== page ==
The human side of hacking. Why hospital IT teams and their senior managers need to invest in creating a conscious interface between humans and devices.
Blockchain is a much-discussed instrument that, according to some, promises to inaugurate a new era of
data storage and code-execution, which could, in turn,stimulate new business models and markets. The
precise impact of the technology is, of course, hard to anticipate with certainty, in particular as many
remain sceptical of blockchain's potential impact. In recent times, there has been much discussion in
policy circles, academia and the private sector regarding the tension between blockchain and the
European Union's General Data Protection Regulation (GDPR). Indeed, many of the points of tension
between blockchain and the GDPR are due to two overarching factors.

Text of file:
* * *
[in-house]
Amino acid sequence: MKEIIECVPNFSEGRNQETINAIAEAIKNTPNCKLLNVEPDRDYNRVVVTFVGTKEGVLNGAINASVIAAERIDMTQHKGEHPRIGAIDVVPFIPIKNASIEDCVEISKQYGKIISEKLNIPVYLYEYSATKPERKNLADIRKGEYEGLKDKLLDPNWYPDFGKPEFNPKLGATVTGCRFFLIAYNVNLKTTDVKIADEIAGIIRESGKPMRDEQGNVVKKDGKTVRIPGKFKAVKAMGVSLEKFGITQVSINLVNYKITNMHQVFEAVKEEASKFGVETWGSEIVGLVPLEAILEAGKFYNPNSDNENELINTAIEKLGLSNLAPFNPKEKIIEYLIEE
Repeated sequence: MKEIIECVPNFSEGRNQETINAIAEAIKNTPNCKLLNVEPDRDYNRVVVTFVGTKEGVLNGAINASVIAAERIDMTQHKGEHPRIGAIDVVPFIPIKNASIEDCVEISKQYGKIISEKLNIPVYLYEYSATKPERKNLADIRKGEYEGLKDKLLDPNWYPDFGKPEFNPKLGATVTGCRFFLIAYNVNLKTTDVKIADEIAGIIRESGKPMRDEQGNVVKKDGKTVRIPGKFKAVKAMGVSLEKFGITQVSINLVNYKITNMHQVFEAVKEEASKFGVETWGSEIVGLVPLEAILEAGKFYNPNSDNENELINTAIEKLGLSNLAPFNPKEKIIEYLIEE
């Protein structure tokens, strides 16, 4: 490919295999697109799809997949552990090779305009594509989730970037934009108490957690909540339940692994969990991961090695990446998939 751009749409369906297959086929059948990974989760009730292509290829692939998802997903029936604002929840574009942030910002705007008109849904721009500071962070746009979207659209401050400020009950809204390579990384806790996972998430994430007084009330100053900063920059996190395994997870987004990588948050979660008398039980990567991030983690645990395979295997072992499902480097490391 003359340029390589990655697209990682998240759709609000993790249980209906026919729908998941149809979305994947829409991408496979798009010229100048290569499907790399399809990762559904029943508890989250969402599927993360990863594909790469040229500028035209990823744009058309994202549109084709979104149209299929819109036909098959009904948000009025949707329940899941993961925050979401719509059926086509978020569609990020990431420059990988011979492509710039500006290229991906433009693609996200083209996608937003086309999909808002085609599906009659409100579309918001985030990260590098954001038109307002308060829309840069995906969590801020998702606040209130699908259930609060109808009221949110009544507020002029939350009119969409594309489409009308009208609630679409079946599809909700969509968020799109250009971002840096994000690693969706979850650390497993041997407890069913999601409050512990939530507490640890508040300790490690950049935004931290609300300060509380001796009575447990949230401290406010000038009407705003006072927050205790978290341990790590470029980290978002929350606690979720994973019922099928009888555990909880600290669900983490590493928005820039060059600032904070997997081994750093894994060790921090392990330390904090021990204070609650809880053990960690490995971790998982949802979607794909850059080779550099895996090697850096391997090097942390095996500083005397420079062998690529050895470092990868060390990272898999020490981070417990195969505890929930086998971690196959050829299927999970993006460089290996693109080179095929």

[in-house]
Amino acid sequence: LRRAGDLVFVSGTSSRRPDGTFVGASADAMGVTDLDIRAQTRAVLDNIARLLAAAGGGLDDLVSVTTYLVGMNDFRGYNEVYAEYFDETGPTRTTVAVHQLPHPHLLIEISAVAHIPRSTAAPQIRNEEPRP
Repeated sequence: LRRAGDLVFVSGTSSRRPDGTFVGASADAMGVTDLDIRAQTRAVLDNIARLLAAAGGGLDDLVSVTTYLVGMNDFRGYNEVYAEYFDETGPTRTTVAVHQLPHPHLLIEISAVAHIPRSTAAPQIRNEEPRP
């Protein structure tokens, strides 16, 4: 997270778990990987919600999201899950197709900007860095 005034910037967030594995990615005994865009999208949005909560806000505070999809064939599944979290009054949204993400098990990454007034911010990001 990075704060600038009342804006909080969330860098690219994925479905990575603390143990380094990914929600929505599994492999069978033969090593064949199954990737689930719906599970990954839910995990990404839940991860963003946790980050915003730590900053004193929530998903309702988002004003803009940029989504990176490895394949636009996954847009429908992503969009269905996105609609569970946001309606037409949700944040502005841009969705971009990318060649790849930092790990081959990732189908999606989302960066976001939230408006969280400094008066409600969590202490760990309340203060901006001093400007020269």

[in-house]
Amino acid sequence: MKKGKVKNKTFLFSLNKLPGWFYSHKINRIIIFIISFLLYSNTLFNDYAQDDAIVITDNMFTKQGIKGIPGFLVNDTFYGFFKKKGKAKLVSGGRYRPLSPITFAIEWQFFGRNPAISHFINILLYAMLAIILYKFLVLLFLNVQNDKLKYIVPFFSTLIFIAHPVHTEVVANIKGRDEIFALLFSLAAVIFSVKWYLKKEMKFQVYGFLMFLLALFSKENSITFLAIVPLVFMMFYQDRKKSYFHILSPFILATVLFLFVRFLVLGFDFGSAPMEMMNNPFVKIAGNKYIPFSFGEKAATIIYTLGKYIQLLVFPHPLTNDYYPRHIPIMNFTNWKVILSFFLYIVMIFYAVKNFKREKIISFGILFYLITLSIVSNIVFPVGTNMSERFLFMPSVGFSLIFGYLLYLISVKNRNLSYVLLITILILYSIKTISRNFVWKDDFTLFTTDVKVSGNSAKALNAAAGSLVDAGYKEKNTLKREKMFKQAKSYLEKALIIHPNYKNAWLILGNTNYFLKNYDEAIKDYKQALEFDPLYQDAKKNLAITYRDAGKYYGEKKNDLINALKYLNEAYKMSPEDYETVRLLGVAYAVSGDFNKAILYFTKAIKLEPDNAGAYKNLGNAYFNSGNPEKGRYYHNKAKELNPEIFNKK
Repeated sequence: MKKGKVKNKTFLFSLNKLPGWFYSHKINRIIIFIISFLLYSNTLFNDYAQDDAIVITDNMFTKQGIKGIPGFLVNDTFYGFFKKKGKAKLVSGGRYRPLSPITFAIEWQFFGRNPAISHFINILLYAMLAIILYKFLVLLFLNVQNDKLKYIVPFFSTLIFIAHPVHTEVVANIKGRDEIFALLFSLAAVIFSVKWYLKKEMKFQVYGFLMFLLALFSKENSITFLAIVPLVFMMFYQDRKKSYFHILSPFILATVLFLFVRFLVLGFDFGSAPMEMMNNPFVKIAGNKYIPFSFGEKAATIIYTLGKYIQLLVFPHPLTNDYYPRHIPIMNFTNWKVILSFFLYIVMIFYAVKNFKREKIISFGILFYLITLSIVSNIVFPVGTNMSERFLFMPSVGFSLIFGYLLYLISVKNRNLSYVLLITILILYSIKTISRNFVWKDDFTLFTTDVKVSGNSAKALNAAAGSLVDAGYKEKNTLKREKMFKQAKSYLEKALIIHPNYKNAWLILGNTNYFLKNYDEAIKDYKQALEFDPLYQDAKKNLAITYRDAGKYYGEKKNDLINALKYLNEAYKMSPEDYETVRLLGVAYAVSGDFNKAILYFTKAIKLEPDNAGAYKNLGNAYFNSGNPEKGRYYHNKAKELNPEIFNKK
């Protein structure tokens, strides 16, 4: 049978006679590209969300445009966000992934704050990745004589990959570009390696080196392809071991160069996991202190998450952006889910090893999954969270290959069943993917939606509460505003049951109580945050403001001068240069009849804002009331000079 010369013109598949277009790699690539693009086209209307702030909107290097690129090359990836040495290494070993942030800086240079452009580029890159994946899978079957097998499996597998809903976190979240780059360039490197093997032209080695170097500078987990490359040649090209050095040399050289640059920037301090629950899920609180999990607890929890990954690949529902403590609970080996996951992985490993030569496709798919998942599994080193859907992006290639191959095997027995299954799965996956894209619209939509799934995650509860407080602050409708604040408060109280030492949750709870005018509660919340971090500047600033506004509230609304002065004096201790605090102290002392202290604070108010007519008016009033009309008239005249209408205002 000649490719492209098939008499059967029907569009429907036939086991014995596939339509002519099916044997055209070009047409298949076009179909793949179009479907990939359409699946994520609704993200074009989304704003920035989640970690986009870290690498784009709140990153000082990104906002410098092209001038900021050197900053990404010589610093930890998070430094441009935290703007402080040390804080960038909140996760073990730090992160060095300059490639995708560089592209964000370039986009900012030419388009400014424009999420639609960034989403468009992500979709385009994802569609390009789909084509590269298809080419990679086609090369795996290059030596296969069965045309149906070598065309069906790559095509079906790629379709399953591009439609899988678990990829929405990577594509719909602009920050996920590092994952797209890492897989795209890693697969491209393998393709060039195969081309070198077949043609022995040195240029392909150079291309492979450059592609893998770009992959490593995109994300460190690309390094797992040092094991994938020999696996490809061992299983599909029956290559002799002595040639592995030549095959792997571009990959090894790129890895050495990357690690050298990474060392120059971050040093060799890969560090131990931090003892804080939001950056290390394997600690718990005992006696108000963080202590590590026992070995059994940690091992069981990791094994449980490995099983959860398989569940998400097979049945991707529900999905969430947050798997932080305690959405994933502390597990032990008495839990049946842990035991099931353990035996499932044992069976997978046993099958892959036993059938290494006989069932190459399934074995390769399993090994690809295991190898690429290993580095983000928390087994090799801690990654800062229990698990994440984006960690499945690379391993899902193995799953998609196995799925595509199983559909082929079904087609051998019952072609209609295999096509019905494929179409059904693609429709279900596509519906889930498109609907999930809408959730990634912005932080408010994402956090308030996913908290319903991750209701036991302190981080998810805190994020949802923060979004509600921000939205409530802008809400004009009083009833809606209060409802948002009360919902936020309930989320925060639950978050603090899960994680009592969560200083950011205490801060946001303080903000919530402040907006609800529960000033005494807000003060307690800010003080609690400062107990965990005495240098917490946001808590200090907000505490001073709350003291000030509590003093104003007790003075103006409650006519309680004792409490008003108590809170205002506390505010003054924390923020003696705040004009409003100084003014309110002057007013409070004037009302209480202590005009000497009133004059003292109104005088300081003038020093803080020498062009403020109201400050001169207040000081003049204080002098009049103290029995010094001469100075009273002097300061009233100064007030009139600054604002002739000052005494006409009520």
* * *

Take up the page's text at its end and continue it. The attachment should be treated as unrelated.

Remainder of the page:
First, the GDPR is based on an underlying assumption that in relation to each personal data point there
is at least one natural or legal person – the data controller – whom data subjects can address to enforce
their rights under EU data protection law. These data controllers must comply with the GDPR's
obligations. Blockchains, however, are distributed databases that often seek to achieve decentralisation
by replacing a unitary actor with many different players. The lack of consensus as to how (joint-)
controllership ought to be defined hampers the allocation of responsibility and accountability.
Second, the GDPR is based on the assumption that data can be modified or erased where necessary to
comply with legal requirements, such as Articles 16 and 17 GDPR. Blockchains, however, render the
unilateral modification of data purposefully onerous in order to ensure data integrity and to increase
trust in the network. Furthermore, blockchains underline the challenges of adhering to the requirements
of data minimisation and purpose limitation in the current form of the data economy.
This study examines the European data protection framework and applies it to blockchain technologies
so as to document these tensions. It also highlightsthe fact that blockchain may help further some of the
GDPR's objectives. Concrete policy options are developed on the basis of this analysis.